War of 1812 Through the Eyes of Children... and Primary Source Analysis Skills Too!

Although I am also a participant, I had to opportunity and honor of presenting a breakout workshop at this year's History Connected summer institute.  Since the focus of the institute this year is on the impact that American wars have had on American society, I reached back into my files from a few years ago when I taught U.S. history in 8th grade to find a webquest I created on the War of 1812.  Teachers got to "play student" and take part in a shortened version of the 4 day lesson.  Click the screen shot below to see the webquest website.

Here is a brief day by day guide of the primary sources and analysis skills that students use as they complete the 4 day webquest.

Day 1: Introduction to the Webquest and Madison's Declaration of War

Students choose to be either Eliza or Joshua.  Both are 14-year-olds living in the United States before and during the war.  

Then the students move on to reading Madison's war message explaining his reasons for asking Congress to declare war.  Since the lesson was written for heterogeneous classes of 8th graders, I needed to find a way to break down the speech into manageable parts. So, I put excerpts of the speech in a worksheet with missing words or phrases.  Students had to skim the speech for the excerpts to fill in the missing information and then answer guided questions that helped them understand the meaning of Madison's words.

After completing this analysis, students wrote a half page journal entry from the perspective of Eliza or Joshua reacting to the news and incorporating some of the reasons for war from the primary source into their writing.

Day 2: Old Ironsides - U.S.S. Constitution & the H.M.S. Guerriere

After reading some brief historical background on the importance of the battle between these two frigates early in the war, students read Oliver Wendell Holmes' peom Old Ironsides, which was actually written as a memorial several decades later.  Holmes remembers the reactions of his fellow Americans in his childhood during the actual war.  Reading 19th century poetry is daunting for 8th graders.  So this time, students are asked to choose one stanza and translate its meaning into their own words.  Then, as with Day 1, students write a half page journal entry from the perspective of either Eliza or Joshua reacting to the American victory and huge boost in morale.

Day 3: The Burning of Washington D.C.

On the third day students experience a big let down after the huge victory of the U.S.S. Constitution early in the war.  The British successfully blockaded the entire Atlantic coast, and then captured and burned the capital, Washington D.C.  This time students look at an engraving and political cartoon that were created at the time reacting to the events.  They also read First Lady Dolley Madison's letter to her sister expressing her fears as the British approached the city.  To understand the significance of the images, students are either asked to identify items in them or to recognize the mood of each image to interpret the reactions that people had at the time.  For Dolley Madison's letter, students once again scan for excerpt in order to complete them and then answer questions about them.  Finally, once again, they write a half page journal entry from the perspective of Eliza or Joshua reacting to the horrible news.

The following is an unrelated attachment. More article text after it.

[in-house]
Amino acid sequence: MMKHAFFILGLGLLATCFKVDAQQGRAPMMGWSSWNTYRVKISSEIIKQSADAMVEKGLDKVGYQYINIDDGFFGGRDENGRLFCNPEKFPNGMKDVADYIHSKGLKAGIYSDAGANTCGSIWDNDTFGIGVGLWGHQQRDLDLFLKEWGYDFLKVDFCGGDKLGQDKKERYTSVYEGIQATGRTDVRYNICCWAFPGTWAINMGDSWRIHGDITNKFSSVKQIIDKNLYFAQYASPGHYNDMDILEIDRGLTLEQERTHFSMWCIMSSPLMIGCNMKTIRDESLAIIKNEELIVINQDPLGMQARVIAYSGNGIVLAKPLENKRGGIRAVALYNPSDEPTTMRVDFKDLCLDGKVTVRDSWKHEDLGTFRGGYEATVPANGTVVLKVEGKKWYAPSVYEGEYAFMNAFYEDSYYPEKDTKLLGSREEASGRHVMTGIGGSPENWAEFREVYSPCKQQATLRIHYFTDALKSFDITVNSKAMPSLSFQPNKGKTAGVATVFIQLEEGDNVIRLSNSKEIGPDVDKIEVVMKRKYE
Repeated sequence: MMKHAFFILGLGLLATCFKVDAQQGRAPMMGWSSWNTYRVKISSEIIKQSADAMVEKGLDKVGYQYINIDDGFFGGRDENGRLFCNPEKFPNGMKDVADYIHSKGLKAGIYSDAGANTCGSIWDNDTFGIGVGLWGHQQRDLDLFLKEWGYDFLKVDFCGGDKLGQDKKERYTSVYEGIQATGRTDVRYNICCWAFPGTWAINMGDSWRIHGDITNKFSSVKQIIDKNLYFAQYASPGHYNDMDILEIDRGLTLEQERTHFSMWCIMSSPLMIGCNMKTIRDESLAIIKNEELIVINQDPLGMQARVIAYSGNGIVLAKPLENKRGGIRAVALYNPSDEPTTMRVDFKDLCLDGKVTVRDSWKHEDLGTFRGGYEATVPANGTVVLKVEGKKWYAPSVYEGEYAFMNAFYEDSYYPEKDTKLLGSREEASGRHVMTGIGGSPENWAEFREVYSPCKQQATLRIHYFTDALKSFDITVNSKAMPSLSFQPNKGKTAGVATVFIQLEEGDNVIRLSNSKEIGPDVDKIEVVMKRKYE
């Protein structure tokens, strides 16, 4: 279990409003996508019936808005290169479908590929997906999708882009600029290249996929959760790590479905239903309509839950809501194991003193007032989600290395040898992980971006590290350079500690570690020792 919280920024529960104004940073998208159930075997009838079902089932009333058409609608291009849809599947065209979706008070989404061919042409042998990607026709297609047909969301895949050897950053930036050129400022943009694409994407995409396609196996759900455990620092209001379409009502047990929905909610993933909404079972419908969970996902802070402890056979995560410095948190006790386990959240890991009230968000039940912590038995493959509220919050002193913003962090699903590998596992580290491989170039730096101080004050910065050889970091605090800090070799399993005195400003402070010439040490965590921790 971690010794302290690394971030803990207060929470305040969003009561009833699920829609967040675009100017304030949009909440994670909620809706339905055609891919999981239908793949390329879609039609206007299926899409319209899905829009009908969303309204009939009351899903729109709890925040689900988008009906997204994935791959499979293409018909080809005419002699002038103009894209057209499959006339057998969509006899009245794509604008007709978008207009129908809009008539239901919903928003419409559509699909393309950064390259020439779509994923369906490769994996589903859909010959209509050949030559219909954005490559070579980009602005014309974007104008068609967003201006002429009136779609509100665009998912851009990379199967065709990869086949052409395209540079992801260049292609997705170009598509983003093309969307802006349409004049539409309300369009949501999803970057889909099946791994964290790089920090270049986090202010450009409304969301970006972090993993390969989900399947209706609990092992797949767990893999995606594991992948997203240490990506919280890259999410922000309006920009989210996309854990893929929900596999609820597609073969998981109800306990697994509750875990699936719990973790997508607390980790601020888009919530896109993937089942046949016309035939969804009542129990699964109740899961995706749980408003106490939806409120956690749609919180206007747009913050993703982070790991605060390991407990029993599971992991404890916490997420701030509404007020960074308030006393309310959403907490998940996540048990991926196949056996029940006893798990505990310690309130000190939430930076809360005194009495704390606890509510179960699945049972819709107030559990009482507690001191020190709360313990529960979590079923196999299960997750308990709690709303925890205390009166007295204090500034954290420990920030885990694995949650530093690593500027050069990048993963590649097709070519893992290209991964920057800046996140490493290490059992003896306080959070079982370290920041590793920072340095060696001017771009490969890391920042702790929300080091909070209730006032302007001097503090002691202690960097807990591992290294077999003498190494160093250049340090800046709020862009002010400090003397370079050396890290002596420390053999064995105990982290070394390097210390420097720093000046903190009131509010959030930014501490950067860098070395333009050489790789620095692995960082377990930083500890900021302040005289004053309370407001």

Day 4: Fort McHenry & the Star Spangled Banner

On the last day of the exercise students learn about the bombardment of Fort McHenry and the events that inspired Francis Scott Key to pen the poem that would eventually become our national anthem.  Once again, 19th century poetry is not the most engaging content for 8th graders, so they are asked to choose one of the stanzas that we do not sing as part of the anthem song and put it into their own words.  It helps students to understand that although the bombardment caused major destruction, the fact that Americans held the fort served as an inspiration to carry on.  Students then write one last journal entry reacting once again.

Hopefully, after completing the 4 day exercise, students will understand the variety of emotions that can be triggered by war.  Typically there is enthusiasm at the start when people believe in the cause.  Early victories, like the U.S.S. Constitution, can fuel that fire.  But devastating defeats, such as the burning of Washington, tend to give people a dose of the realities of war and they might even start questioning whether the war is worth the cost.  The activity gives students, who have never experienced wartime sacrifice, some empathy.  In order for students to truly understand, and hopefully remember, history they need to be able to relate to the people who lived it.  Hopefully, this activity gave them an opportunity to do just that.


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